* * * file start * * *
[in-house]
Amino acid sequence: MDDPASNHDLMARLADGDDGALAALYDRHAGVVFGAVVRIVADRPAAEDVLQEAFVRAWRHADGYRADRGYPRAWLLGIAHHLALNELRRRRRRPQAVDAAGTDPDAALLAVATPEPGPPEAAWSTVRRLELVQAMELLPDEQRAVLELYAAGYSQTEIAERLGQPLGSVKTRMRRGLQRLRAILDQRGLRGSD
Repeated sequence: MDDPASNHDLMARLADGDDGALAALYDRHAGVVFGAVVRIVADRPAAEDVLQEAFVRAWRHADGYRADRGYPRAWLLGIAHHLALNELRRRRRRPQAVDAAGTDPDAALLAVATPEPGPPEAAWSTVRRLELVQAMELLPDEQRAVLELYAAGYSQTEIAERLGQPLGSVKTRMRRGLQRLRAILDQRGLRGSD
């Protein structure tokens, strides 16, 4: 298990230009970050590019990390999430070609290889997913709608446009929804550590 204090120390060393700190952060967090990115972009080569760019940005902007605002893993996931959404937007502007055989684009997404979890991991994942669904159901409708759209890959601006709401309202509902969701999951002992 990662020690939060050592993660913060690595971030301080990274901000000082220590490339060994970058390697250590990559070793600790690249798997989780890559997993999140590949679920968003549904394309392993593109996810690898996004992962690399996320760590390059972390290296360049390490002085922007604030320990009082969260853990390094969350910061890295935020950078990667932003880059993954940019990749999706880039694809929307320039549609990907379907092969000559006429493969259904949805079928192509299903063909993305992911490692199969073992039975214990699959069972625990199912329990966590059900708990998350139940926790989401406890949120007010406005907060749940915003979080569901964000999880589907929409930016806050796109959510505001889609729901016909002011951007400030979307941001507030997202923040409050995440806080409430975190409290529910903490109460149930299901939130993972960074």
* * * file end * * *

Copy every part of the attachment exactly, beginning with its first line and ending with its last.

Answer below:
[in-house]
Amino acid sequence: MDDPASNHDLMARLADGDDGALAALYDRHAGVVFGAVVRIVADRPAAEDVLQEAFVRAWRHADGYRADRGYPRAWLLGIAHHLALNELRRRRRRPQAVDAAGTDPDAALLAVATPEPGPPEAAWSTVRRLELVQAMELLPDEQRAVLELYAAGYSQTEIAERLGQPLGSVKTRMRRGLQRLRAILDQRGLRGSD
Repeated sequence: MDDPASNHDLMARLADGDDGALAALYDRHAGVVFGAVVRIVADRPAAEDVLQEAFVRAWRHADGYRADRGYPRAWLLGIAHHLALNELRRRRRRPQAVDAAGTDPDAALLAVATPEPGPPEAAWSTVRRLELVQAMELLPDEQRAVLELYAAGYSQTEIAERLGQPLGSVKTRMRRGLQRLRAILDQRGLRGSD
């Protein structure tokens, strides 16, 4: 298990230009970050590019990390999430070609290889997913709608446009929804550590 204090120390060393700190952060967090990115972009080569760019940005902007605002893993996931959404937007502007055989684009997404979890991991994942669904159901409708759209890959601006709401309202509902969701999951002992 990662020690939060050592993660913060690595971030301080990274901000000082220590490339060994970058390697250590990559070793600790690249798997989780890559997993999140590949679920968003549904394309392993593109996810690898996004992962690399996320760590390059972390290296360049390490002085922007604030320990009082969260853990390094969350910061890295935020950078990667932003880059993954940019990749999706880039694809929307320039549609990907379907092969000559006429493969259904949805079928192509299903063909993305992911490692199969073992039975214990699959069972625990199912329990966590059900708990998350139940926790989401406890949120007010406005907060749940915003979080569901964000999880589907929409930016806050796109959510505001889609729901016909002011951007400030979307941001507030997202923040409050995440806080409430975190409290529910903490109460149930299901939130993972960074």